Unfortunately I was unable to salvage that detail when I moved to the current WordPress theme. Nonetheless, it encapsulates the original intent of this blog. Even I need the odd breather from posts relating to biblical studies.

I don’t know how many Westerners were exposed to the latest news from the Middle East but, since the overwhelming majority of this blog’s readers are in affluent Western nations, I would like to bring to the notice of any reader with an interest in Israeli affairs the following news item that has emerged within the past 24 hours. It’s the sort of news item that tends to pop up at least once a year and then gets buried before anyone has time to notice it. Just as well. Otherwise the myths about Arab intransigence over the Israel-Palestine situation would be seriously threatened by an eroding of general public credibility.

Missing from the Arab Peace Plan: an Israeli Partner

Yep, once again, the Arab states are offering Israel a peace agreement. You never heard of any such thing before? Read on, and watch the video at the end. (I know, the Arabs really should lift their game and hire Western Public Relations firms to assist them with how they come across to the public. But I know Vridar readers are smart enough to read the core and dismiss the fluff.)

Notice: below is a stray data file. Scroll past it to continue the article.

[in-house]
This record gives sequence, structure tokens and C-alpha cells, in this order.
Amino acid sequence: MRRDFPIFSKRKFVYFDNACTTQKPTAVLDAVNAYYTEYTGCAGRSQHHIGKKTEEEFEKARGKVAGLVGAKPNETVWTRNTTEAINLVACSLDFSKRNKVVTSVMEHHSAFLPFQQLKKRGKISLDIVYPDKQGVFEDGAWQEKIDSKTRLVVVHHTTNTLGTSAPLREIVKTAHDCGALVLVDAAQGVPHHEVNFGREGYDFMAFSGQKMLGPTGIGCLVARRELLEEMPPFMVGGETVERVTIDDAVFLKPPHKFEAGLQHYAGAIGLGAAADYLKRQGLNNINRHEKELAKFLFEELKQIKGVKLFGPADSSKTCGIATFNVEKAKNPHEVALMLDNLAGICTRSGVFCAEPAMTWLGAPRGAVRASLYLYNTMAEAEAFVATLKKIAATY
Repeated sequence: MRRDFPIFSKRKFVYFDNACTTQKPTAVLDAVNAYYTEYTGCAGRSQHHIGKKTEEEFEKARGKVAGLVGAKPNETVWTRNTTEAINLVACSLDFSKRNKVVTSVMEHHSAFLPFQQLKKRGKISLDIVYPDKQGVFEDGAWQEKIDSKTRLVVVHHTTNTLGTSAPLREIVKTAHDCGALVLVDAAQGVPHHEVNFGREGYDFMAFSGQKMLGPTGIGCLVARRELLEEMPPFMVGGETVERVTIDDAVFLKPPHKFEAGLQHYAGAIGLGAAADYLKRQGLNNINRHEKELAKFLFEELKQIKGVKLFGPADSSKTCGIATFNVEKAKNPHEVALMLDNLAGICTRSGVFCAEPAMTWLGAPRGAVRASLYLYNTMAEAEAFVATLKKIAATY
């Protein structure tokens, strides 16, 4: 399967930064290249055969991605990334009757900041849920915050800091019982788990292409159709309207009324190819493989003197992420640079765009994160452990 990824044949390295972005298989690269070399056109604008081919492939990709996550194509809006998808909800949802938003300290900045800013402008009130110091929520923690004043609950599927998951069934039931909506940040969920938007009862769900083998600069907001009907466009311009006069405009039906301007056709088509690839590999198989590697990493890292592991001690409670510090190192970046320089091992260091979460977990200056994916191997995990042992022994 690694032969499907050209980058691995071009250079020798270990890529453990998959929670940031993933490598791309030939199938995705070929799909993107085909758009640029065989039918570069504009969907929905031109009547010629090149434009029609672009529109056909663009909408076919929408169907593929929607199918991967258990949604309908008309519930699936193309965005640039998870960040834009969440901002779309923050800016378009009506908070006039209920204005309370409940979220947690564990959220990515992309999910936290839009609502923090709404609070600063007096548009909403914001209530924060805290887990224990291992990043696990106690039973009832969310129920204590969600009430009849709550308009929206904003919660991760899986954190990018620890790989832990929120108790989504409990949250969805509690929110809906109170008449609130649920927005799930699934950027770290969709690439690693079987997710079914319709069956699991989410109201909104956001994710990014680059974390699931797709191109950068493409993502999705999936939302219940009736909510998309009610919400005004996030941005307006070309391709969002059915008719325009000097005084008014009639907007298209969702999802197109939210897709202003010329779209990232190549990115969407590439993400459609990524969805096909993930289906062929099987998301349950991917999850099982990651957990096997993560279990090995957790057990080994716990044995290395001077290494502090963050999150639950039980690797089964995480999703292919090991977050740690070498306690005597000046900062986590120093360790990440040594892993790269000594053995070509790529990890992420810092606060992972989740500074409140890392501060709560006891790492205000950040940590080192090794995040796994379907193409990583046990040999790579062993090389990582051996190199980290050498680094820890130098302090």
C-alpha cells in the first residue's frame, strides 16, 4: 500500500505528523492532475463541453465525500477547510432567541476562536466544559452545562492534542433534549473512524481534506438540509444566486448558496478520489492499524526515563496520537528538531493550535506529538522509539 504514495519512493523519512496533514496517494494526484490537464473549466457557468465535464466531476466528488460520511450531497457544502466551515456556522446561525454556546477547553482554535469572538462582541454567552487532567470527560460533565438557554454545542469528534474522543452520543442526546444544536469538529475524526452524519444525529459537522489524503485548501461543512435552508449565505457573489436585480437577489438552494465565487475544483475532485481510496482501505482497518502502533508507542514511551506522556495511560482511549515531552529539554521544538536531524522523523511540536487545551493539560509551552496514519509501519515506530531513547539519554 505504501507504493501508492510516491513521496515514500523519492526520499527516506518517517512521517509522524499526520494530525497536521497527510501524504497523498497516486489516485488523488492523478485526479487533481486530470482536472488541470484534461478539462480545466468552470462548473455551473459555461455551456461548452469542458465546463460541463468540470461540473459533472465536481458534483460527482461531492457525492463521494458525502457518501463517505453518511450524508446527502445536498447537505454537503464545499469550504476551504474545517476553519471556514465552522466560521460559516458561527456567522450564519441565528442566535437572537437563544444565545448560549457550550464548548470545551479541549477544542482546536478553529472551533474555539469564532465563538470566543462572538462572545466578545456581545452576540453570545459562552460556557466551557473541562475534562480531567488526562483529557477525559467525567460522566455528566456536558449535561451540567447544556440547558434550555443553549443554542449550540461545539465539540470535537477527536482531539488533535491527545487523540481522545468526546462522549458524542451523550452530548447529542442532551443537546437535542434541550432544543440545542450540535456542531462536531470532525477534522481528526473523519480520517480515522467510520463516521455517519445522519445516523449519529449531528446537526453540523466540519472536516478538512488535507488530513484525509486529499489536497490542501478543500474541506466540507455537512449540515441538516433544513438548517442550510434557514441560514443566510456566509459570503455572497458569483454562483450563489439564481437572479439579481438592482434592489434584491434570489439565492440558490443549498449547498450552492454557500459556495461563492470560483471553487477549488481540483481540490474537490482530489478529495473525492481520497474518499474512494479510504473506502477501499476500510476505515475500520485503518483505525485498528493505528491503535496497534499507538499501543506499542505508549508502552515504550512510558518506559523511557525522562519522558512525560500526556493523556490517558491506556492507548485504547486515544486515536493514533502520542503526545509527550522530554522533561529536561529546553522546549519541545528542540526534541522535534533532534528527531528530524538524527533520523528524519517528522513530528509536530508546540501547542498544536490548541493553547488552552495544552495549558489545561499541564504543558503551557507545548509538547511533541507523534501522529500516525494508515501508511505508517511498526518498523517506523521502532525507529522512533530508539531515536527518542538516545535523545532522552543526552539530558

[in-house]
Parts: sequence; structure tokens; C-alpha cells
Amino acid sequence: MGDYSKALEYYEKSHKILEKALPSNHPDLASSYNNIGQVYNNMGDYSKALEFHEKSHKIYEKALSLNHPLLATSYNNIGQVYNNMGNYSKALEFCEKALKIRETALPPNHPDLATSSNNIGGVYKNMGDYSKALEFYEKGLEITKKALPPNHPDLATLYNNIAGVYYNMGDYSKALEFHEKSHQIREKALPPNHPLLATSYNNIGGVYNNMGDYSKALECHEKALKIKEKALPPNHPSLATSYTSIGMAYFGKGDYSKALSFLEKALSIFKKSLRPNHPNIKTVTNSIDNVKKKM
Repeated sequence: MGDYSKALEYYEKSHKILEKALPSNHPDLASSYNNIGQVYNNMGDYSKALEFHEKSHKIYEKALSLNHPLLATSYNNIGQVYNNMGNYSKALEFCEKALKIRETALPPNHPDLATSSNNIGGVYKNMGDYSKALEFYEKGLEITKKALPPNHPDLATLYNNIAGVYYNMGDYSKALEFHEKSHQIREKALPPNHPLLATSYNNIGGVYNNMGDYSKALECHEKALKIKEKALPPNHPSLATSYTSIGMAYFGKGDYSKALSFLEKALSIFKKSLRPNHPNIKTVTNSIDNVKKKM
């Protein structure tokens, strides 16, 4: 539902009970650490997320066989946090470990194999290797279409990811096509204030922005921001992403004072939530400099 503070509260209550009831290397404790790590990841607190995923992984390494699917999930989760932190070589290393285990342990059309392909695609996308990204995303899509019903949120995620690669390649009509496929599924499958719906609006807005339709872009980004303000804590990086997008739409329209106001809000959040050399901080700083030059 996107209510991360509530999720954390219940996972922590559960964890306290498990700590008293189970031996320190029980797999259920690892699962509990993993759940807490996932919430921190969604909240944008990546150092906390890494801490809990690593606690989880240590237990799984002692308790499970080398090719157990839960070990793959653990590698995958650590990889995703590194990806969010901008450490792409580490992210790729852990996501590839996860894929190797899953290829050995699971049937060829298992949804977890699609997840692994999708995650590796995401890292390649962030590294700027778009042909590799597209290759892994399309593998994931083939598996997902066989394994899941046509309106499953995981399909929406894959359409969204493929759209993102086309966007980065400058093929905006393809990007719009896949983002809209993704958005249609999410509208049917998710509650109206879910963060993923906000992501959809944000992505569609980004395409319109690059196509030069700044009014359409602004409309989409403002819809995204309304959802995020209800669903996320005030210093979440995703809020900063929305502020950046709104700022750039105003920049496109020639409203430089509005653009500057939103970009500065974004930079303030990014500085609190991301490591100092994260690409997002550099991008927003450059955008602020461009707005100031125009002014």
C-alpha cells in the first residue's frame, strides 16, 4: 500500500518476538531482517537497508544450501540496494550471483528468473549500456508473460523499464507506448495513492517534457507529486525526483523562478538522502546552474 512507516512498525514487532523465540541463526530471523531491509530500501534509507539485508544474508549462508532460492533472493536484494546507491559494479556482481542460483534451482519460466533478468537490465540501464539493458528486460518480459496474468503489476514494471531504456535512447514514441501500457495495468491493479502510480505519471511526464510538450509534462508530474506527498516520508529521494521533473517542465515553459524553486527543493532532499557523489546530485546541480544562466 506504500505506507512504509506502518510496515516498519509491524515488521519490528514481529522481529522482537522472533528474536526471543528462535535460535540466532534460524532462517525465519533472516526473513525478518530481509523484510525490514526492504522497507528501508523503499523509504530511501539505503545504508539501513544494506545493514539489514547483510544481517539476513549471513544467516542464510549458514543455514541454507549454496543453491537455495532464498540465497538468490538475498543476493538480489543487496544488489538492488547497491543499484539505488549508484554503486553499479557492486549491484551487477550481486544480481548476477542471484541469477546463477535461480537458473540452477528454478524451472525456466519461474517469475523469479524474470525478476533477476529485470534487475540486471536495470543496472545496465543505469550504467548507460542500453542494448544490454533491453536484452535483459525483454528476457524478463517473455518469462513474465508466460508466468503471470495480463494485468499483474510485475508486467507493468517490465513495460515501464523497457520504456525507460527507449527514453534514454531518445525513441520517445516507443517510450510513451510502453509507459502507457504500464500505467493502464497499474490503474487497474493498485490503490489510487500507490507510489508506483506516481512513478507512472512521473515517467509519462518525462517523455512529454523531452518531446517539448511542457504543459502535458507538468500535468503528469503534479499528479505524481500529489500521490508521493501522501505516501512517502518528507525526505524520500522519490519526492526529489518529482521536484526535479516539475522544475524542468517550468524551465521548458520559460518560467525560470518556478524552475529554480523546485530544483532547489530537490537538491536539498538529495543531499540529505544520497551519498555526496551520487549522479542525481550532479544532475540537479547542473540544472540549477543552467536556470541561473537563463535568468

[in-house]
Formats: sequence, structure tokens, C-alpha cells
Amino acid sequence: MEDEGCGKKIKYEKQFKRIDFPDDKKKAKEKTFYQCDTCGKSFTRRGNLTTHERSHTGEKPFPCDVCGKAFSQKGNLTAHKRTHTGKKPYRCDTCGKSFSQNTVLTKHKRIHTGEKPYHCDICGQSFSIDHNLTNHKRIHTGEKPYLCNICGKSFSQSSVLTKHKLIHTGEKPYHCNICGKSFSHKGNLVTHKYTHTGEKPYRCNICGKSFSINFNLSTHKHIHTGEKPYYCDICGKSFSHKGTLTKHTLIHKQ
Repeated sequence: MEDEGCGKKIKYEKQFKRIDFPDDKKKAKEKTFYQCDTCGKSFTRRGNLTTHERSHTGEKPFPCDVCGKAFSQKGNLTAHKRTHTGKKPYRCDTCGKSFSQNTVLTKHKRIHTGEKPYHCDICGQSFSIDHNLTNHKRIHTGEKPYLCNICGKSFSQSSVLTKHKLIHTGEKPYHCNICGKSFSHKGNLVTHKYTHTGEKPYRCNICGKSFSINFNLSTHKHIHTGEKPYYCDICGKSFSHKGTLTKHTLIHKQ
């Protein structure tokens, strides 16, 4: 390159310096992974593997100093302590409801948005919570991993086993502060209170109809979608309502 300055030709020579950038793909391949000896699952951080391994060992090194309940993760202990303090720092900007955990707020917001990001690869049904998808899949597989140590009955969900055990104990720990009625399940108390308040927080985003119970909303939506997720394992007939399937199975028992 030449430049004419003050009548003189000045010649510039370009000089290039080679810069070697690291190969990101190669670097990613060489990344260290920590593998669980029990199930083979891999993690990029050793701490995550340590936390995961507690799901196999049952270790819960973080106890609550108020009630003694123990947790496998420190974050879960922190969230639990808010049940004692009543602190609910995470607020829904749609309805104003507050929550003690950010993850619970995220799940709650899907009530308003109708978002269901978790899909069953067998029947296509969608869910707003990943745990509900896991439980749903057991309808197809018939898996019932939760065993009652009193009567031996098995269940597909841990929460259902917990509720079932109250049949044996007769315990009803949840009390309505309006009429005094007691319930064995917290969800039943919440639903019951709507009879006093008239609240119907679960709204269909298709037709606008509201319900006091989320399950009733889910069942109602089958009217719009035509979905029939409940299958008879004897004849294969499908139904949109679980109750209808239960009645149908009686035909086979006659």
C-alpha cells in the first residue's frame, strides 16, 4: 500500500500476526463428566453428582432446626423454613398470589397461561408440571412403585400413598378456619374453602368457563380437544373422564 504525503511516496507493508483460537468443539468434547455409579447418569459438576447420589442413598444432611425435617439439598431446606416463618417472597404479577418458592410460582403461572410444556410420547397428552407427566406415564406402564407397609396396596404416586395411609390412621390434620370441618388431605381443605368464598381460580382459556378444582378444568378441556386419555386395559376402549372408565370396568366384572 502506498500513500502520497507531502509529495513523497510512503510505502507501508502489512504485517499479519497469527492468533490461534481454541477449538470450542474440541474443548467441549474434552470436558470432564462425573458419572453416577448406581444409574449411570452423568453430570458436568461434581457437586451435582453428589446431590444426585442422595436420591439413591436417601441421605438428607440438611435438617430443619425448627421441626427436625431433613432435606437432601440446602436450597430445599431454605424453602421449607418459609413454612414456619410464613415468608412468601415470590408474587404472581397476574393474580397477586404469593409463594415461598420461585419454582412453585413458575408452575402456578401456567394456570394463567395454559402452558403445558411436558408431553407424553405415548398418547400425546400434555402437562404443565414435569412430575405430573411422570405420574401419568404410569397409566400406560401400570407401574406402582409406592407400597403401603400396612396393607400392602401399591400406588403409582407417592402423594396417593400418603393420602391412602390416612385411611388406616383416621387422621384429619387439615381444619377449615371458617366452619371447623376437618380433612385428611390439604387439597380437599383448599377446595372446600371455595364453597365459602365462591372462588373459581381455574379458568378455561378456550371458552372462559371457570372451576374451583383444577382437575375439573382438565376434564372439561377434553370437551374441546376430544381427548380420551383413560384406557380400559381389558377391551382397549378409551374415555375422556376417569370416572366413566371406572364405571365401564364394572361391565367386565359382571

For reasons best left for another post (though addressed in previous comments here), most Westerners have been exposed to a constant barrage of “news” that depicts the Israeli government as bending over backwards, giving up land and all sorts of concessions, all for the sake of peace — yet in vain! The Arabs and Palestinians, our news media and official channels regularly inform us, are hate-filled war-mongers who want nothing but the complete eradication of Israel from the map.

This week, however, has seen the repeat of an annual event that this time has come with an added punch.